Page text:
The Garland Encyclopedia of World Music
The Middle East
Edited by Virginia Danielson, Dwight Reynolds, Scott Marcus
Routledge – 2002 – 1,200 pages
Expert writers present the major traditions of North Africa, the Middle East, and Central Asia, together with personal accounts of performers, composers, teachers, and ceremonies. A special feature of this volume is the inclusion of dozens of brief snap-shot essays that offer "lifestories" of typical musicmakers and their art, as well as first-person descriptions of specific music performances and events. Also includes maps and music examples.
"This unique and thoroughly researched resource provides a dynamic and in depth perspective on world music… It strikes a balance between wonderful illustrations and comprehensive, scholarly entries. Each regional volume includes a CD sampler of that region's music. This source will have wide appeal to both the novice and expert." -- Dartmouth Medal Committee
"Serious researchers will find this tool valuable." -- American Reference Books Annual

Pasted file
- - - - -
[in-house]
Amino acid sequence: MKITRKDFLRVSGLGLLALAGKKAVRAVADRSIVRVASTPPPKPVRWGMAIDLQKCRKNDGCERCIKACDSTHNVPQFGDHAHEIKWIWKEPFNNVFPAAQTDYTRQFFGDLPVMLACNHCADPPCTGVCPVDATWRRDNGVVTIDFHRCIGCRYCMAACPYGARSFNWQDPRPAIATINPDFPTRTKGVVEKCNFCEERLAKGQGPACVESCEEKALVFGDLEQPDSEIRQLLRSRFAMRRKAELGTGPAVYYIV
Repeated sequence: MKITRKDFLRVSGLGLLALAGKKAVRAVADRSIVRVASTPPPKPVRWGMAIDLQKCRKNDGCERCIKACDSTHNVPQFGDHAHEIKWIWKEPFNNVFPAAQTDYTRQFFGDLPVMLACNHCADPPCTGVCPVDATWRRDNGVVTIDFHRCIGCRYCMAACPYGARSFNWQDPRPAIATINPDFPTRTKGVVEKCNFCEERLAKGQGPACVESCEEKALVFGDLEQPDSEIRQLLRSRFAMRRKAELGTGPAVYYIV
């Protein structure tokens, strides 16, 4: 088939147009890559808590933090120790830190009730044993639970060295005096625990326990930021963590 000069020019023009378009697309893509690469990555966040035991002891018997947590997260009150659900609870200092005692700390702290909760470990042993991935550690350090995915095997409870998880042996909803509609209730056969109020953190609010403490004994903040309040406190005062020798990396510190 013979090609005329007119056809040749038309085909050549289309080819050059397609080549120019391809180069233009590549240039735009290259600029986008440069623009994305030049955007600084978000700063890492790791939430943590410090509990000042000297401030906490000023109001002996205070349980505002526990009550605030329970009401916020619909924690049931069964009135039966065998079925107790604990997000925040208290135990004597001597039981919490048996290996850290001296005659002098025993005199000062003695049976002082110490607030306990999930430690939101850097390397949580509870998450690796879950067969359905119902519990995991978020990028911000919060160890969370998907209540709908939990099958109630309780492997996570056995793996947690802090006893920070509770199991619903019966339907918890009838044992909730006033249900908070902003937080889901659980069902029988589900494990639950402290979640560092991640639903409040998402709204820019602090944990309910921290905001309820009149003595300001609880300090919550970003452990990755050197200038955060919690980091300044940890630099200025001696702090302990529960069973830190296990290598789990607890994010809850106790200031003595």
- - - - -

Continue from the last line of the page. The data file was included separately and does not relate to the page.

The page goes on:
"The 112 articles in this exceptional reference work provide, for the first time, extensive coverage of musical life in the Arab, Central Asian, Eurasian, Jewish, North African, Persian, and Turkish Middle East in a single, English-language source…The information presented, much of which is not readily available elsewhere, is sufficiently detailed to attract university students and faculty, but is generally accessible to lay readers. A comprehensive bibliography, discography, and film/videographic guide of inestimable value to scholars, teachers, and librarians concludes the volume. Strongly recommended for college, university, and public libraries." -- Choice
"The appearance of the sixth volume of Garland's celebrated series…could hardly be timelier…Highly recommended…" -- Library Journal
Virginia Danielson is Eda Kuhn Loeb Music Librarian at Harvard University and author of The Voice of Egypt: Umm Kulthum, Arabic Song, and Egyptian Society in the Twentieth Century (1997). Scott Marcus is Associate Professor of Music at the UC Santa Barbara. Dwight Reynolds is Professor of Religion at UC Santa Barbara and author of Heroic Poets, Heroic Heroes: The Ethnography of Performance in an Arabic Oral Epic Tradition (1995).